Catullus has Ariadne beg the gods for revenge, while Ovid has her call out bleakly for the return of Theseus while capitulating to her likely death. As such, Catullus portrays Ariadne as strong and willful, while Ovid depicts her as helpless. Catullus gives Ariadne a sort of weary wisdom, which is forced perhaps by prolonged grief: “‘Now let no woman believe in the words of a man promising, let no woman hope the speakings of a man to be faithful’” (149, 150). He describes her passionate calls for vengeance: “‘I, having been forsaken, will demand from the gods a just punishment, and I will pray for the faith of the gods in the final hour’” (200, 201). In Catullus’ work, Ariadne is left abandoned and emotionally wounded after Theseus’ departure, but she is not left broken. She is strong in her calls for retribution and in her newly mistrustful mindset; she is not naive anymore. Catullus gives Ariadne strength even in her weakest moment, and his layered character development leads to a more immersive, relatable story. Conversely, Ovid portrays Ariadne as entirely helpless at the loss of Theseus: “Oft do I come again to the couch that once received us both, but was fated never to show us together again, and touch the imprint left by you.” Ariadne is purposeless without Theseus, wondering what she might do on her own other than cry, and how she might protect herself: “Now, I ponder over not only what I am doomed to suffer, but all that any woman left behind can suffer.” Ovid writes Ariadne with one emotion: grief. He gives her no other purpose besides loving and being loved by Theseus. Thus, his portrayal of Ariadne is fundamentally unrelatable: humans, by nature, are complex and purposeful, unable to feel and hope for one thing. Catullus describes Ariadne with raging fury and vengeful purpose; Ovid’s words portray her with debilitating sadness and listless helplessness. Catullus’ accurate characterization of the natural strength that women possess is unconventional for his time, but not surprising from the lens of his personal life. His poetry may suggest traces of a deep love for Lesbia, who would never return his love. Perhaps he identified with the pain of unrequited love, or perhaps his strong admiration for Lesbia inspired a more modern perspective on women’s equality unique for his era. In contrast, Ovid’s Ariadne represents the contemporaneous perception of women; Roman society in the first century did not promote equality between men and women and generally relegated women to an obedient, subservient role to men.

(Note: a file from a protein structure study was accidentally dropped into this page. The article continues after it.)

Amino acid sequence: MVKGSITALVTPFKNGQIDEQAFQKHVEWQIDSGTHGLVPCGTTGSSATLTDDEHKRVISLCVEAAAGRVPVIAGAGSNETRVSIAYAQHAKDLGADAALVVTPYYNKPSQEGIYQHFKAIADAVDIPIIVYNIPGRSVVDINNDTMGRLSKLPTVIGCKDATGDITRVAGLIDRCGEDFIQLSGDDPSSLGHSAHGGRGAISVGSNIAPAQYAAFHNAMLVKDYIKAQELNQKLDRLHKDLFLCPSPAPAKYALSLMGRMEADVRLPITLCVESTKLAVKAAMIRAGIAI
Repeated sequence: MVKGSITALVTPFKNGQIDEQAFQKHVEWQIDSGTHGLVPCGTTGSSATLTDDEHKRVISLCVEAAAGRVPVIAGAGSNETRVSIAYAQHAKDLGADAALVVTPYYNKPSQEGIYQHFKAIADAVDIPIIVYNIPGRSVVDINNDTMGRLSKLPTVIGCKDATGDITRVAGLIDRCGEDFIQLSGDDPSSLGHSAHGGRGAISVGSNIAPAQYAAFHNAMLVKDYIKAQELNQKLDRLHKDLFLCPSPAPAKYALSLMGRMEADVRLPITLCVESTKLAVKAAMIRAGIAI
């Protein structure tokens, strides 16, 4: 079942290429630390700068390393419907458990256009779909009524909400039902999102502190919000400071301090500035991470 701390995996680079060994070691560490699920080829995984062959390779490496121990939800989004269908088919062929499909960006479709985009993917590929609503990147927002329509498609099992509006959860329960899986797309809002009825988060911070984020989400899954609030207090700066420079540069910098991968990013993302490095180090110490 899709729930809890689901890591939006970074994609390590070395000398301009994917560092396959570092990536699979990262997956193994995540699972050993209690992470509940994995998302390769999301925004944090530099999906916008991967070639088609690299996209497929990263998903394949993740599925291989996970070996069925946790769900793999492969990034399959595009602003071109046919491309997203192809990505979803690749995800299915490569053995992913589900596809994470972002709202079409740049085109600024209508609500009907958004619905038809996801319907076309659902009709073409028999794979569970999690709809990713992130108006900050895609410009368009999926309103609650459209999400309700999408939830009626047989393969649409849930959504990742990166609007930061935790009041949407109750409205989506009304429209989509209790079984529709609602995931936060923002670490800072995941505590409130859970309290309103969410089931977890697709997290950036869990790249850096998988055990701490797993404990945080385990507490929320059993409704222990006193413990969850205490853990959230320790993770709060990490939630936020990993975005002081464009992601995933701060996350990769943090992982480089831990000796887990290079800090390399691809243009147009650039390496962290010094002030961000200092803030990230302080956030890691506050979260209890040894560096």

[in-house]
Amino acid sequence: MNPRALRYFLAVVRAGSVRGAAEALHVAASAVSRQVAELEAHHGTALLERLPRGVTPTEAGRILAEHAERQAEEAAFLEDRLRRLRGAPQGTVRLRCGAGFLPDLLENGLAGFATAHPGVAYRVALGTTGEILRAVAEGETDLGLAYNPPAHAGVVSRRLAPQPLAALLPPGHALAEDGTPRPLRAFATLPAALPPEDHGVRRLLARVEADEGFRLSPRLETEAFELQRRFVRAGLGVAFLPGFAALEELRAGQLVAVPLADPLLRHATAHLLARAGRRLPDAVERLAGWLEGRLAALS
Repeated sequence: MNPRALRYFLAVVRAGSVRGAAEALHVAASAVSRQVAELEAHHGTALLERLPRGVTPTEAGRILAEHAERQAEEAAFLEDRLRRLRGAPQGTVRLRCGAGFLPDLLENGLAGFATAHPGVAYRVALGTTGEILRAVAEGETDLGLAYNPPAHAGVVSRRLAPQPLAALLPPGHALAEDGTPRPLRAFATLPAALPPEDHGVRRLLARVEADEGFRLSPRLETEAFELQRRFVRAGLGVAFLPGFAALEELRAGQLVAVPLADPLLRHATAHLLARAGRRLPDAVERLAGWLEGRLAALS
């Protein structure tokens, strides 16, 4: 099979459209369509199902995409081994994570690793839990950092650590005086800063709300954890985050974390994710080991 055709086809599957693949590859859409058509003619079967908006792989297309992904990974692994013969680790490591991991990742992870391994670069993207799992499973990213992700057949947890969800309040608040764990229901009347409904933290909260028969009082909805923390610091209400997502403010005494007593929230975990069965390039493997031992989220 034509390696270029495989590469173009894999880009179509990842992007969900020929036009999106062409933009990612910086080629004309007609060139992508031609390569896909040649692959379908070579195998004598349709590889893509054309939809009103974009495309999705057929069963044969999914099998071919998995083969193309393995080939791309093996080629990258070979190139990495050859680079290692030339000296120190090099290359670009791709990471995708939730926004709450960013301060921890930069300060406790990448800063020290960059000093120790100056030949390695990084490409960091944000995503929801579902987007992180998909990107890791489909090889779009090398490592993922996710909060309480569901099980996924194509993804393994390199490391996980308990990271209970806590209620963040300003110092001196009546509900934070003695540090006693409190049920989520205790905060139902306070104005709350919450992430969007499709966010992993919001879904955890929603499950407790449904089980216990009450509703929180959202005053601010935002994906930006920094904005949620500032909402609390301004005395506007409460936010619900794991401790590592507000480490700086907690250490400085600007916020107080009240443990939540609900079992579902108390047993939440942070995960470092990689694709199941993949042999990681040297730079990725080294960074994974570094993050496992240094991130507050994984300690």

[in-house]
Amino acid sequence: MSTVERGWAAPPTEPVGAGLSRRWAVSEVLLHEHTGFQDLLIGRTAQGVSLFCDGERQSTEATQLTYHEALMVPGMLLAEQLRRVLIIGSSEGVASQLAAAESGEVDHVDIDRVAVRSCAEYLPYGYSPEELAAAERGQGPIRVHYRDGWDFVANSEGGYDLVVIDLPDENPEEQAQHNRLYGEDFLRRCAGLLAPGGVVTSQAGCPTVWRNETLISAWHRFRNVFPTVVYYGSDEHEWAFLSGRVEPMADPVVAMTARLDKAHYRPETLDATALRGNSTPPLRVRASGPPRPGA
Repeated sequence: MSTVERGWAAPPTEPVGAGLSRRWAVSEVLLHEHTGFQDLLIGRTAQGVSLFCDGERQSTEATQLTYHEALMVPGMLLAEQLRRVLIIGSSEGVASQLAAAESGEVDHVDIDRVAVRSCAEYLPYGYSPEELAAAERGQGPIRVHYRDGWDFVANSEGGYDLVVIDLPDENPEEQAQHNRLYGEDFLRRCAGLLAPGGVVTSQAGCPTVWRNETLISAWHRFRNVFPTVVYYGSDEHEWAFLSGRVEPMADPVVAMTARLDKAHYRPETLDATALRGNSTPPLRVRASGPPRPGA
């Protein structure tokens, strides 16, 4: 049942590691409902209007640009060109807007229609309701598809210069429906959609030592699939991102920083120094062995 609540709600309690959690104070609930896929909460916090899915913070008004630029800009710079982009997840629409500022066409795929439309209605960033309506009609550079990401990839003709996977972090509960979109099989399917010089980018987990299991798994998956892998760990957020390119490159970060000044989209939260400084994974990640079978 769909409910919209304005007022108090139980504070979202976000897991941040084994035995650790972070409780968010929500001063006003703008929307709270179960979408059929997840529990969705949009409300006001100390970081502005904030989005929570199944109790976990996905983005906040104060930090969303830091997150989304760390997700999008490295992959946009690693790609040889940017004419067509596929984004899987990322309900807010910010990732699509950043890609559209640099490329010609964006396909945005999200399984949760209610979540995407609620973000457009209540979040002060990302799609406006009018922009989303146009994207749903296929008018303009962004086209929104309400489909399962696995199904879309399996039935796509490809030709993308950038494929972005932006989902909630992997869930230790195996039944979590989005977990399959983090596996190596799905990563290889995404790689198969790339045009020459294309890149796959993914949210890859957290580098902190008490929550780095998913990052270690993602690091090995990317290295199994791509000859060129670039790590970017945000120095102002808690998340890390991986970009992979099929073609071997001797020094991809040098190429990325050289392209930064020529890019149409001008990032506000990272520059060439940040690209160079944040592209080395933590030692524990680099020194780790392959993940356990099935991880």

Many factors contribute to the differences in two bodies of writing. Catullus and Ovid both used Ariadne as the focus of their poetry to study grief and strength and the relationship between the two. Catullus’ own heartbreak, as catalogued in his other poetry, may have left him with a deeper understanding of heartbreak and of loss, lending to his multi-layered portrayal of the grieving Ariadne. Catullus’ mini epic structure affords Ariadne the opportunity to engage readers by narrating her tale as it is unfolding, while also transcending chronology as her descriptive powers move back and forward in time. In contrast, Ovid’s verses recall a story that has recently occurred. Readers are exposed to Ariadne’s lament, but in a manner less intimate- more as spectators than participants. Catullus may be motivated by his own personal sorrow, as seen in the rebalancing of gender roles in his poetry; his deep love for Lesbia could have affected his perspective of women. Ovid’s writing is influenced more by the views of his time. The writings of these poets reveal much about each man’s perspective on romance: one might suspect that they believe true love, at its most pure and ideal, is a bold fiction, much like myth.